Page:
Tough Cheese: All The Food Names Europe Wants To Ban Aussies Using
Australian cheesemakers are in the firing line as trade talks between the European Union and Australia ramp up.
Aussies love their feta, gruyere and gorgonzola but Australian varieties could soon be forced into a name change to appease EU producers.
Trade Minister Simon Birmingham released a list of 172 foods and 236 spirits on Tuesday that the EU wants protected in return for a free trade agreement with Australia.
Basically, all of these products already have protections within the EU under the geographical indications (GI) program, which ultimately entitles farmers and producers to protect names that are based off a location.
While the majority of the 400-odd items on the list won't have the slightest impact on Australian farmers or businesses, there are a few sticking points.
As well as the beloved cheeses listed above, things like scotch beef, scotch lamb, scotch whisky, as well as specific types of prosciutto are on the list.
Packaging may also need to be changed for some products, such as mozzarella cheese, so it doesn't look too similar to European brands.
Trade minister Simon Birmingham admits Australia "doesn't like the idea of GIs," but said it is a non-negotiable for the EU.
What is on the list, however, is open for discussion.
For example, feta is listed as plain old feta but the government will argue that the Australian product could be simply named 'Australian feta' so it is distinguishable.
"I expect that we will have to work hard and negotiate hard with the EU to come up with a compromise that's acceptable to Australian producers whilst dealing with the European concerns of making sure that nobody is passing their product off as being Greek Feta," Birmingham told reporters on Tuesday.
Negotiations into the "ambitious" free trade deal have been underway for the past year, with Australia hoping to export more beef, wheat and sugar into a market worth tens of trillions of dollars.
The EU is Australia's second-largest trading partner -- with two-way goods and services valued at $109billion last year -- but the government will only agree to a free trade deal that assures local farmers and business are better off.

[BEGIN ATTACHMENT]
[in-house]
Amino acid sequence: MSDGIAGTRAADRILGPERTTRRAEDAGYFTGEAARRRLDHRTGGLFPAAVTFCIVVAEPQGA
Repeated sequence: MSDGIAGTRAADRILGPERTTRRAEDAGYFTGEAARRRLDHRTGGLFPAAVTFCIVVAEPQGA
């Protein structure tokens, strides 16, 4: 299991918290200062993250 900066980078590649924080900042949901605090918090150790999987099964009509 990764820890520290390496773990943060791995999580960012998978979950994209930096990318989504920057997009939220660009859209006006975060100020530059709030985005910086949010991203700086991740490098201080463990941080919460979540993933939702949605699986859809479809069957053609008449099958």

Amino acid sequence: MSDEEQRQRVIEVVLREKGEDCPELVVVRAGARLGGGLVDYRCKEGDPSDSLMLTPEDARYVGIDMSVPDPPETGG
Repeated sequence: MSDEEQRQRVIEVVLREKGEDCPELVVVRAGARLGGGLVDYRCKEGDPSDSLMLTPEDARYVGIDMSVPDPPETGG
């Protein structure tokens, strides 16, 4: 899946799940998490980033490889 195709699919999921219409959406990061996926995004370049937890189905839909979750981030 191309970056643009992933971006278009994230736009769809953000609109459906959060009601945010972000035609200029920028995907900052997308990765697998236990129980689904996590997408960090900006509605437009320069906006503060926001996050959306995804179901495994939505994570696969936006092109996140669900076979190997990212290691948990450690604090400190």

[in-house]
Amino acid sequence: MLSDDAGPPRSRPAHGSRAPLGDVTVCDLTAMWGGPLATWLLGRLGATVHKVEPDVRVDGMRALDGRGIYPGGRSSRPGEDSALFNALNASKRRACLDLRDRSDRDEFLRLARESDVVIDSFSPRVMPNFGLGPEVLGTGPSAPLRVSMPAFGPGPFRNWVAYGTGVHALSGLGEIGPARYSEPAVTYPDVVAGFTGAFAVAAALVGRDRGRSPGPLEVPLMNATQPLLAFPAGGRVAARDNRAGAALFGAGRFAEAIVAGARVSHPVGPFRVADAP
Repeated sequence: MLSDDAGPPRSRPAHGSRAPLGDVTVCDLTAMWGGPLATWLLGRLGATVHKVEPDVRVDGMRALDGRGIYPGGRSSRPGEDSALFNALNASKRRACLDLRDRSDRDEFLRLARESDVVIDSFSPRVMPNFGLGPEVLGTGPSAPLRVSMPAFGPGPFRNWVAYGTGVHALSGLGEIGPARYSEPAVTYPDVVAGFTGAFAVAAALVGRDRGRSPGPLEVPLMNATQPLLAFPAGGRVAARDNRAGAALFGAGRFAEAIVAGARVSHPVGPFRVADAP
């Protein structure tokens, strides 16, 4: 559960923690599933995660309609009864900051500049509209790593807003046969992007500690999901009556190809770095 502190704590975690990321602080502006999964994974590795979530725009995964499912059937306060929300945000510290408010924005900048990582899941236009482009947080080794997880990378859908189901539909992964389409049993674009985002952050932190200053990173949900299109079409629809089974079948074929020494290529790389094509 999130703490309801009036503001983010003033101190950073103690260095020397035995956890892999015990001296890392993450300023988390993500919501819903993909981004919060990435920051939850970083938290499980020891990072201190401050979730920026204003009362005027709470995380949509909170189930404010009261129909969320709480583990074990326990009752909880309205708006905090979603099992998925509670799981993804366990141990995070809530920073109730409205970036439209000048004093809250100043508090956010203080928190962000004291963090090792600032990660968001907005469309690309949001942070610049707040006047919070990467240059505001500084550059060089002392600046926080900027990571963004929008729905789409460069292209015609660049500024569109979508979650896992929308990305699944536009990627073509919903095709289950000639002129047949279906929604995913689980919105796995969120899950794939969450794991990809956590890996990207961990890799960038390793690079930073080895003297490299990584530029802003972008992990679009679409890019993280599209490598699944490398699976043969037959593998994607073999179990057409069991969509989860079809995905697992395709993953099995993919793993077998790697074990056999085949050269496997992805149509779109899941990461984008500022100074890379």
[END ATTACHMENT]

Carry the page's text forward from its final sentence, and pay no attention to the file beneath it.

"In the end, any trade negotiation is a two-way street," Birmingham said. "We want better access and terms for Australian farmers and businesses into the EU, they want some particular terms protected for their producers."
"We will drive the best possible bargain and there will only be a deal if it's a deal that on the whole is in Australia's national interest," he continued.
Some farmers may have breathed a sigh of relief when camembert, brie, parmesan and pecorino were left off the list of protected names.
More specific terms such as Brie de Normandie, Pecorino Romano and Parmigiano Reggiano took their place instead.
Industries now have three months to express their views about the list before the government drives "the best possible bargain".
"I will be visiting dairy producers, cheesemakers, spirits manufacturers, those who are affected by the terms on that list to make sure we hear first hand their concerns," Birmingham said.
He hopes a deal that will benefit both Australia and the EU will be agreed to by next year.
"We want to make sure Australian businesses and farmers can diversify their exports, grow their exports, and the European market is well worth going after in that regard," he said.
It's a statement that has been backed by business.
“We support the government’s announcement and will work constructively with Trade Minister Simon Birmingham during the consultation," Business Council chief executive Jennifer Westacott said
It's not the first time the EU's GI demands have caused a stir.
Prosecco remains a contentious issue with the Italians, but the popular wine blend was left off the list of products subject to EU demands -- Australia and Europe already have a wine trade agreement.
You may as well pop open a bottle to celebrate, especially because today is National Prosseco Day, at least in the U.S. But any excuse will do.